Abuse against ‘alternative subcultures’ such as goths, emos and punks, will now be classified as hate crime in Manchester – the first to do so in the country.
Greater Manchester Police will expand its definition of the term which means they will now treat abuse towards such groups in the same way they do attacks based on race, religion, sexuality or disability.
The broadening of the definition has been largely welcomed by the Manchester community, and was changed in consultation with The Sophie Lancaster Foundation.
Sophie was murdered in 2007 by a gang who attacked her and her boyfriend in a Lancashire park for being ‘goths’.
Her mother Sylvia said: “It is a very proud day for me personally and the rest of the team.
“It is a validation of the work we have undertaken in the past five years and hopefully other forces will follow GMP’s lead.
“A big thank you to Greater Manchester Police and all our supporters.”
The police are hoping they can offer better support for victims now that attacks on members of such communities can be a strand of recordable hate crime.
Assistant Chief Constable Garry Shewan, GMP’s lead on hate crime, said: “We are able to officially recognise that people who wish to express their alternative sub-culture identity freely should not have to tolerate hate crime – something that many people have to endure on a daily basis.
“Sophie’s tragic death brought forward a need to recognise that there are many other victims of hate crime that should be protected by law.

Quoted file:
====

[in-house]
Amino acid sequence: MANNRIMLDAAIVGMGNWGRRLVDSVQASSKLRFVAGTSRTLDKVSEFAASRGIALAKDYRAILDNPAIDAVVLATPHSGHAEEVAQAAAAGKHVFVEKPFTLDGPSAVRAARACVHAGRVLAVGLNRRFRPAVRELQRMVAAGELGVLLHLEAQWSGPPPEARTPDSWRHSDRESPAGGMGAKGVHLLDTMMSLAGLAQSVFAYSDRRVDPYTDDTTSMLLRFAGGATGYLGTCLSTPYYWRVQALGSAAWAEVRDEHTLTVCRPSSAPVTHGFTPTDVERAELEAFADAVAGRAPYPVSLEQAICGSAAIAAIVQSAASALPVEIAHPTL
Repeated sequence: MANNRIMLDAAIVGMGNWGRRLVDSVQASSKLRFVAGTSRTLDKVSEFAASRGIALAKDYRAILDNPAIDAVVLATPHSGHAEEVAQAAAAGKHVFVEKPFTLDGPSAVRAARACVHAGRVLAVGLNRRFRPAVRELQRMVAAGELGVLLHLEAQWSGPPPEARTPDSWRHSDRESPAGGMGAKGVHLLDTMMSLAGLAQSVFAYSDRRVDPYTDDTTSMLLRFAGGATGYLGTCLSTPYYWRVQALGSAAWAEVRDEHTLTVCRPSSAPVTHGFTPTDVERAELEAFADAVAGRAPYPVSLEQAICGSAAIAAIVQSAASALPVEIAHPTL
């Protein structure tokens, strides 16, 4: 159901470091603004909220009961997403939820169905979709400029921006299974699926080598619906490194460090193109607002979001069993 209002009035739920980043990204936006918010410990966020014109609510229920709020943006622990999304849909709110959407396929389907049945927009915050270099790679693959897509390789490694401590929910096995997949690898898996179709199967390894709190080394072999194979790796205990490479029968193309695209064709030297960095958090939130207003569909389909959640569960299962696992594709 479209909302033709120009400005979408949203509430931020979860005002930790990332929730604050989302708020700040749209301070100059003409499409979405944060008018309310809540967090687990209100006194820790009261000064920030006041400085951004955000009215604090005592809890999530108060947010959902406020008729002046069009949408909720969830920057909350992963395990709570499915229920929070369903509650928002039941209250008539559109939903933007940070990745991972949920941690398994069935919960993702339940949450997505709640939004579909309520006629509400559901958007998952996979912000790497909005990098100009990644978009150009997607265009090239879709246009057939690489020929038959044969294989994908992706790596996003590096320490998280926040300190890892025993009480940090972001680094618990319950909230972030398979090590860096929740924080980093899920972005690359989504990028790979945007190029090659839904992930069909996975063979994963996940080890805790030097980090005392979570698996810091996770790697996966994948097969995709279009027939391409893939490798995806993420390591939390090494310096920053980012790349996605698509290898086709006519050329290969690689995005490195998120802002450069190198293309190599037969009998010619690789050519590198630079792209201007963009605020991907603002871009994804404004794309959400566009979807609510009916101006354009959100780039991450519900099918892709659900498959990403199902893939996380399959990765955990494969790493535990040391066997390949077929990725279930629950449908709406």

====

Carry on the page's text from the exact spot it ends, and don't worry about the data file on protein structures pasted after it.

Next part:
MM spoke to 24-year-old Phil Greig from Manchester, who has been subjected to abuse due to the way he dresses and is dubious about how much use the new classification will be.
“This initiative probably won’t make a lot of difference,” he said. “I’ve been shouted at loads of times by various people for what I’m wearing, or my hair.”
Phil, who works for Forbidden Planet on Oldham Street, said he believes it is often parents’ influence over their children that causes them to be abusive to people who dress differently.
“It’s more of a social issue that needs to be tackled from the bottom up than something that can be attacked with legislation,” he said.
“If I was a victim of a hate crime I’d report it, whether I’d report it as a hate crime or not would be dependent on the context.”
Vicky McClure is a Bafta award-winning actress and a staunch supporter of the Sophie Lancaster Foundation.
She said: “I’ve watched how hard Sylvia and Kate have worked to get to this point, not only is this a huge step for the Sophie Charity but for those who have been a victim of hate crime.”
Leanne Frost, 25, a recruitment retention officer from Droylsden, said: “In a way what Greater Manchester Police are doing is a good thing but they shouldn’t stereotype, because anyone could be a victim of crime.
“They should be more vigilant to everybody – there’s old women who get mugged all the time.
“The police need to do more community activities – I’ve been mugged twice in the city centre.
“They used to have a police van in Piccadilly Gardens and that seemed to clear a lot of people from there but it’s not been there in months.”
Joseph Adshead, 48, a substance misuse worker from Manchester, said: “I think people are people and, at the end of the day, all crimes against a person are hate crimes, regardless of who or what someone is classified as.”